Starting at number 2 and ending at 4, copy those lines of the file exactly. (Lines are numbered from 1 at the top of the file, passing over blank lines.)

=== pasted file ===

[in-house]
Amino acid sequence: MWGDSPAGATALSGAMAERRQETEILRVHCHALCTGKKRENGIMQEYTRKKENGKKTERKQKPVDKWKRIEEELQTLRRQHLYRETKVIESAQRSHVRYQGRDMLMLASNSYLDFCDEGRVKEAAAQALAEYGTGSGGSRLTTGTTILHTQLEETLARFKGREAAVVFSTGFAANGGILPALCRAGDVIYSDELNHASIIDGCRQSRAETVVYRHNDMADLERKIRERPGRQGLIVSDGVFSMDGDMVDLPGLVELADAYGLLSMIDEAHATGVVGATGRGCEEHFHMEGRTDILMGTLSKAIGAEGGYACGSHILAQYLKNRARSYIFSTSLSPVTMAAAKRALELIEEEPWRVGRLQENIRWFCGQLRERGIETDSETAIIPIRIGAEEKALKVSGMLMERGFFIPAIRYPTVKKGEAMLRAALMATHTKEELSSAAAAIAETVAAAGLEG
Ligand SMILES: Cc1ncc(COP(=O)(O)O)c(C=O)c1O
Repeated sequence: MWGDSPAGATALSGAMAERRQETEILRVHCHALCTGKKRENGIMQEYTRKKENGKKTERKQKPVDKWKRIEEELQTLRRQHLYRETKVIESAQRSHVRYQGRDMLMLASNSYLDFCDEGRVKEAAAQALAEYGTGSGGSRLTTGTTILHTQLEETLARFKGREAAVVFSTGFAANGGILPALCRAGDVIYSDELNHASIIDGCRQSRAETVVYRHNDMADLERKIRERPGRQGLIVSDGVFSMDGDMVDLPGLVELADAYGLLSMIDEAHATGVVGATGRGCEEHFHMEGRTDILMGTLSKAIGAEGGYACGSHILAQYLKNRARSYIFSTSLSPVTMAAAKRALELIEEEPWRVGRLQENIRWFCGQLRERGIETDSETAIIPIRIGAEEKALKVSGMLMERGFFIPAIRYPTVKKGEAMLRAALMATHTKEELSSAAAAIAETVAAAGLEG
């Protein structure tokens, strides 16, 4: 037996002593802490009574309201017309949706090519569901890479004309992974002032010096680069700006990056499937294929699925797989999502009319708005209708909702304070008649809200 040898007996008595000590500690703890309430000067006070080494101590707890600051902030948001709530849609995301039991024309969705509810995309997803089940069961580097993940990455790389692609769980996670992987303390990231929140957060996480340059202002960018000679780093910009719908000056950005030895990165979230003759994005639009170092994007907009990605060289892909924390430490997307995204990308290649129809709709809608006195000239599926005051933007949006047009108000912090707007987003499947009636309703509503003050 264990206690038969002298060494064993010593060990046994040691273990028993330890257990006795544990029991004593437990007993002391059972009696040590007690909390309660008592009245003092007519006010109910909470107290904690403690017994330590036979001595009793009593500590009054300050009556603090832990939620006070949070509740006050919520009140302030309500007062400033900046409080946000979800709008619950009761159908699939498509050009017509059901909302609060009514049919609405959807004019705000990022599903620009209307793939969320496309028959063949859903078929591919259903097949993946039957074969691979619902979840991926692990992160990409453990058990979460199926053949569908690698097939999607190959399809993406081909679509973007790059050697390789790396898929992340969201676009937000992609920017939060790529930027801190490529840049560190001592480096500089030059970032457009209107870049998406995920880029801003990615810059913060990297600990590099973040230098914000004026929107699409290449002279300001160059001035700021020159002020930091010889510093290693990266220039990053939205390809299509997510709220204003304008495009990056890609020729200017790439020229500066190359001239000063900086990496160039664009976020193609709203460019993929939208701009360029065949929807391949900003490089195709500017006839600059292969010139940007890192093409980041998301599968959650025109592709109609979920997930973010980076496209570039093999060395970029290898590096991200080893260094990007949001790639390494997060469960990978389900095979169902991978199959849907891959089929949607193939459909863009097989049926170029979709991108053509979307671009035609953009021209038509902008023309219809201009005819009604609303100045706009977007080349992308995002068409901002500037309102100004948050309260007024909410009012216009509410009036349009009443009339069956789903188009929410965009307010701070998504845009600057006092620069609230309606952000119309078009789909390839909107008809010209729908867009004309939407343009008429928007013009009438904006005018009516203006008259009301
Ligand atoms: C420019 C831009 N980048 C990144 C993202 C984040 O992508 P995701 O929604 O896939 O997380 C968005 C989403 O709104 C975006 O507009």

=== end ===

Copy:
Amino acid sequence: MWGDSPAGATALSGAMAERRQETEILRVHCHALCTGKKRENGIMQEYTRKKENGKKTERKQKPVDKWKRIEEELQTLRRQHLYRETKVIESAQRSHVRYQGRDMLMLASNSYLDFCDEGRVKEAAAQALAEYGTGSGGSRLTTGTTILHTQLEETLARFKGREAAVVFSTGFAANGGILPALCRAGDVIYSDELNHASIIDGCRQSRAETVVYRHNDMADLERKIRERPGRQGLIVSDGVFSMDGDMVDLPGLVELADAYGLLSMIDEAHATGVVGATGRGCEEHFHMEGRTDILMGTLSKAIGAEGGYACGSHILAQYLKNRARSYIFSTSLSPVTMAAAKRALELIEEEPWRVGRLQENIRWFCGQLRERGIETDSETAIIPIRIGAEEKALKVSGMLMERGFFIPAIRYPTVKKGEAMLRAALMATHTKEELSSAAAAIAETVAAAGLEG
Ligand SMILES: Cc1ncc(COP(=O)(O)O)c(C=O)c1O
Repeated sequence: MWGDSPAGATALSGAMAERRQETEILRVHCHALCTGKKRENGIMQEYTRKKENGKKTERKQKPVDKWKRIEEELQTLRRQHLYRETKVIESAQRSHVRYQGRDMLMLASNSYLDFCDEGRVKEAAAQALAEYGTGSGGSRLTTGTTILHTQLEETLARFKGREAAVVFSTGFAANGGILPALCRAGDVIYSDELNHASIIDGCRQSRAETVVYRHNDMADLERKIRERPGRQGLIVSDGVFSMDGDMVDLPGLVELADAYGLLSMIDEAHATGVVGATGRGCEEHFHMEGRTDILMGTLSKAIGAEGGYACGSHILAQYLKNRARSYIFSTSLSPVTMAAAKRALELIEEEPWRVGRLQENIRWFCGQLRERGIETDSETAIIPIRIGAEEKALKVSGMLMERGFFIPAIRYPTVKKGEAMLRAALMATHTKEELSSAAAAIAETVAAAGLEG